The Nazi Period (1933-1945)

  • In 1934 Walter Schoenborn (1883-1956) became the new director of the Institute.
  • Schoenborn was the only one of the Law Faculty’s ten full professors who survived the ‘cleansing wave’ when the Nazi party seized power. Politically, he was a conservative. Though he joined several National Socialist organisations, he never joined the Nazi political party.
  • His choice as a director seems more like a ‘stopgap’, a testament to the lack of importance the Nazi administration accorded to international law during their first years in power.
  • Through this lack of interest and the ‘in-house solution’ Schoenborn, the Institute remained outside the indoctrination of the ‘Kieler Schule’. Though Schücking’s proactive stance towards the League of Nations was abandoned, the Institute kept its department for the League until 1937.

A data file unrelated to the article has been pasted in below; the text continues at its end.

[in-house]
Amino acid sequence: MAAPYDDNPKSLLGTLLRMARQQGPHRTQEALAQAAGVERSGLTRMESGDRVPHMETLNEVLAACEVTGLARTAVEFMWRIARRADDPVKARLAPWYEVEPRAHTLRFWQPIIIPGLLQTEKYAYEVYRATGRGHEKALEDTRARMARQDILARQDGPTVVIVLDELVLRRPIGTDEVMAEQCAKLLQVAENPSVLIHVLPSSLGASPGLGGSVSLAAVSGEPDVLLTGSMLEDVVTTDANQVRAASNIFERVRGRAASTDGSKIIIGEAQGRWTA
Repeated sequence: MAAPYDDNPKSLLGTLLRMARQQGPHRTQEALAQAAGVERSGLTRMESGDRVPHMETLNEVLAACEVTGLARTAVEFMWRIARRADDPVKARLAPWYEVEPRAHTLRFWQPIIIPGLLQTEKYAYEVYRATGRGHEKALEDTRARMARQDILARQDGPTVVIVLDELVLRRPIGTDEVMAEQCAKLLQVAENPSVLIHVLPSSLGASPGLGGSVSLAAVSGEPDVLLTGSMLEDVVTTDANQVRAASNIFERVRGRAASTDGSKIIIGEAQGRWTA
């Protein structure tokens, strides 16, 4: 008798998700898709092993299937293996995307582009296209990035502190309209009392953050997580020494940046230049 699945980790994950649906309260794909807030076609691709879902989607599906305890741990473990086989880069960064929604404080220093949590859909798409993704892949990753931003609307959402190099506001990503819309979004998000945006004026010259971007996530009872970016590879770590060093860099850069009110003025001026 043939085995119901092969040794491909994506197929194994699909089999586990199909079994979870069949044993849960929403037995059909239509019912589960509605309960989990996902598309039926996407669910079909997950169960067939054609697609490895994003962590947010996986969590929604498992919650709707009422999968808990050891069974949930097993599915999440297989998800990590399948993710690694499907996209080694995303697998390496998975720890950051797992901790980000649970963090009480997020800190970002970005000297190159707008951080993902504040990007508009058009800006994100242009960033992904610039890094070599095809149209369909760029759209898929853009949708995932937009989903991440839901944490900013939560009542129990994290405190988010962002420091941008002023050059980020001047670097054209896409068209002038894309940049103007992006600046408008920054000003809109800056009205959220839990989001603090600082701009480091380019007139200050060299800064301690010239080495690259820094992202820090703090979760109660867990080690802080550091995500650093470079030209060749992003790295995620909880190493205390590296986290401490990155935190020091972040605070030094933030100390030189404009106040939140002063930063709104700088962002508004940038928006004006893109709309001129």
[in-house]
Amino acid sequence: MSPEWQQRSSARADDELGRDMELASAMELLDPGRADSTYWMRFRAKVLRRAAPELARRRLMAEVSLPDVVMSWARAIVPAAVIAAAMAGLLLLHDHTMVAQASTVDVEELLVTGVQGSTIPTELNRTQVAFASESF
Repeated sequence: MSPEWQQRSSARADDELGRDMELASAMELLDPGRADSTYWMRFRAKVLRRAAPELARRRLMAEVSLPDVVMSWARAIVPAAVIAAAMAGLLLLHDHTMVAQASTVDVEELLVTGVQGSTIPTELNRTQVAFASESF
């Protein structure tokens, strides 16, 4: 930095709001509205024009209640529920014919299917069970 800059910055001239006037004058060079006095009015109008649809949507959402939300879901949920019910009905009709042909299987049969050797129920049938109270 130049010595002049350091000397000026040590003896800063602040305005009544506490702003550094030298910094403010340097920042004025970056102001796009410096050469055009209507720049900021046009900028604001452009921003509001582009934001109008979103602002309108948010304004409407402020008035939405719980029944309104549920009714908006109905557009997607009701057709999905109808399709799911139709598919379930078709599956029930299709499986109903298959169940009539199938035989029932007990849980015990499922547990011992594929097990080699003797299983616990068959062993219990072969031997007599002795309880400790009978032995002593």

• The Institute came under the influence of National Socialist ideology when Paul Ritterbusch (1900-1945), a staunch Nazi, became the new director in 1937. That same year he was appointed rector of the University, limiting the time he could devote to the Institute.
  • Ritterbusch merged his former Königsberg Institute with the Kiel Institute to form the ‘Institute for Politics and International Law’. While its department of international law steered largely clear of ideology, the departments for Politics and Foreign Studies run by Ritterbusch’s clique – namely Richard Naumann (1906-1978) and Hans Helmut Dietze (1911-1946) – followed an outright Nazi course.
  • On the occasion of the Institute’s 25th anniversary in April 1939 Carl Schmitt presented his ‘Völkerrechtliche Großraumordnung’, his first venture into geopolitics and international law.
  • In 1941, Ritterbusch moved to Berlin University from where he organised the ‘Kriegseinsatz der deutschen Geisteswissenschaften’ (‘War Effort of the German Humanities’), also known as ‘Aktion Ritterbusch’.
  • After Ritterbusch’s departure the merger of the two institutes was annulled. Due to the war, research and teaching at the Kiel Institute lay idle.